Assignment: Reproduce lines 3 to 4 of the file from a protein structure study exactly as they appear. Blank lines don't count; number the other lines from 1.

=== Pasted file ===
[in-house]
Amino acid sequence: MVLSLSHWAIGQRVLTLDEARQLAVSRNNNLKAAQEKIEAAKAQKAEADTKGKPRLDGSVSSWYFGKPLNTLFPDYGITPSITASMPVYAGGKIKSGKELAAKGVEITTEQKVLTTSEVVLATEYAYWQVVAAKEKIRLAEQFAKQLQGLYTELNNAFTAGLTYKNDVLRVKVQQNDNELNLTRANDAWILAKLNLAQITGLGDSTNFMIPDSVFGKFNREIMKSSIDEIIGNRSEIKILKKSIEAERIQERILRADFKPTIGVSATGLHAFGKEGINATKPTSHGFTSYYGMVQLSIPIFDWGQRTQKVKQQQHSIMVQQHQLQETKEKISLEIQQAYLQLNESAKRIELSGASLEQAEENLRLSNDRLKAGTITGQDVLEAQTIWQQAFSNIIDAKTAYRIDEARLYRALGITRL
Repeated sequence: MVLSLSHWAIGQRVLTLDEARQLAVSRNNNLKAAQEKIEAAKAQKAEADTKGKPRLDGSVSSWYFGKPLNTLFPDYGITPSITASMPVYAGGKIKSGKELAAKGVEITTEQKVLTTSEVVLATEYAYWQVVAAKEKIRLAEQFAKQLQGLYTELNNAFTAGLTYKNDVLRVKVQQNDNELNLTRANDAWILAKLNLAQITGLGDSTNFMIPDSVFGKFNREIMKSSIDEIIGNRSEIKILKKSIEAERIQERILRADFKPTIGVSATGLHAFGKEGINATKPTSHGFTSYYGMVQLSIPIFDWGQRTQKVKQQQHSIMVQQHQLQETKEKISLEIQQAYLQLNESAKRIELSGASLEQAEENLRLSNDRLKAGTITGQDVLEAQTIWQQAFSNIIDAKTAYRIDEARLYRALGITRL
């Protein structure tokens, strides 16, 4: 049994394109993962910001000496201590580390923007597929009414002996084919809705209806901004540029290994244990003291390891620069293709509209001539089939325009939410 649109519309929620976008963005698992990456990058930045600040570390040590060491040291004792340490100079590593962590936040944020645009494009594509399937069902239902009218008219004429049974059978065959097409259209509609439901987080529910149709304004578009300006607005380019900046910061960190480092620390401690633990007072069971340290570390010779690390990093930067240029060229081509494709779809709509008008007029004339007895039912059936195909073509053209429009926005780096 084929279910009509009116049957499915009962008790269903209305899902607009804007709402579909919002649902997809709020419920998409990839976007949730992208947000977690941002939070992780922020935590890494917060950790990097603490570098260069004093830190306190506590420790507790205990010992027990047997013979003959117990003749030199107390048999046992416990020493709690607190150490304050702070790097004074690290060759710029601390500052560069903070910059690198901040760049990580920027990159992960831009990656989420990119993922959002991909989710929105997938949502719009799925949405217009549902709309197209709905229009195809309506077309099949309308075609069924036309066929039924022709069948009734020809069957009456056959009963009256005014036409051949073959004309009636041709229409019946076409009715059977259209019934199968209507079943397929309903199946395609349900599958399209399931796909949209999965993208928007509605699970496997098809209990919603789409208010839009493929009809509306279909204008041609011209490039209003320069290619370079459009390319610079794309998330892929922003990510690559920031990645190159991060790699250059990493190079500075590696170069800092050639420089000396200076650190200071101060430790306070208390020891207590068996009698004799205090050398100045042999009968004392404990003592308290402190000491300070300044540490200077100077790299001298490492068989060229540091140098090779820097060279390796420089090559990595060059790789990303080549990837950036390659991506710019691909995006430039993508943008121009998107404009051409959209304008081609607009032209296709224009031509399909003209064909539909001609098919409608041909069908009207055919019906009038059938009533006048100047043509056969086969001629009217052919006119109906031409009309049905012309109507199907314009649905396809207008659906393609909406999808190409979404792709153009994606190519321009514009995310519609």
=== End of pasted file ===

Repeated sequence: MVLSLSHWAIGQRVLTLDEARQLAVSRNNNLKAAQEKIEAAKAQKAEADTKGKPRLDGSVSSWYFGKPLNTLFPDYGITPSITASMPVYAGGKIKSGKELAAKGVEITTEQKVLTTSEVVLATEYAYWQVVAAKEKIRLAEQFAKQLQGLYTELNNAFTAGLTYKNDVLRVKVQQNDNELNLTRANDAWILAKLNLAQITGLGDSTNFMIPDSVFGKFNREIMKSSIDEIIGNRSEIKILKKSIEAERIQERILRADFKPTIGVSATGLHAFGKEGINATKPTSHGFTSYYGMVQLSIPIFDWGQRTQKVKQQQHSIMVQQHQLQETKEKISLEIQQAYLQLNESAKRIELSGASLEQAEENLRLSNDRLKAGTITGQDVLEAQTIWQQAFSNIIDAKTAYRIDEARLYRALGITRL
């Protein structure tokens, strides 16, 4: 049994394109993962910001000496201590580390923007597929009414002996084919809705209806901004540029290994244990003291390891620069293709509209001539089939325009939410 649109519309929620976008963005698992990456990058930045600040570390040590060491040291004792340490100079590593962590936040944020645009494009594509399937069902239902009218008219004429049974059978065959097409259209509609439901987080529910149709304004578009300006607005380019900046910061960190480092620390401690633990007072069971340290570390010779690390990093930067240029060229081509494709779809709509008008007029004339007895039912059936195909073509053209429009926005780096 084929279910009509009116049957499915009962008790269903209305899902607009804007709402579909919002649902997809709020419920998409990839976007949730992208947000977690941002939070992780922020935590890494917060950790990097603490570098260069004093830190306190506590420790507790205990010992027990047997013979003959117990003749030199107390048999046992416990020493709690607190150490304050702070790097004074690290060759710029601390500052560069903070910059690198901040760049990580920027990159992960831009990656989420990119993922959002991909989710929105997938949502719009799925949405217009549902709309197209709905229009195809309506077309099949309308075609069924036309066929039924022709069948009734020809069957009456056959009963009256005014036409051949073959004309009636041709229409019946076409009715059977259209019934199968209507079943397929309903199946395609349900599958399209399931796909949209999965993208928007509605699970496997098809209990919603789409208010839009493929009809509306279909204008041609011209490039209003320069290619370079459009390319610079794309998330892929922003990510690559920031990645190159991060790699250059990493190079500075590696170069800092050639420089000396200076650190200071101060430790306070208390020891207590068996009698004799205090050398100045042999009968004392404990003592308290402190000491300070300044540490200077100077790299001298490492068989060229540091140098090779820097060279390796420089090559990595060059790789990303080549990837950036390659991506710019691909995006430039993508943008121009998107404009051409959209304008081609607009032209296709224009031509399909003209064909539909001609098919409608041909069908009207055919019906009038059938009533006048100047043509056969086969001629009217052919006119109906031409009309049905012309109507199907314009649905396809207008659906393609909406999808190409979404792709153009994606190519321009514009995310519609």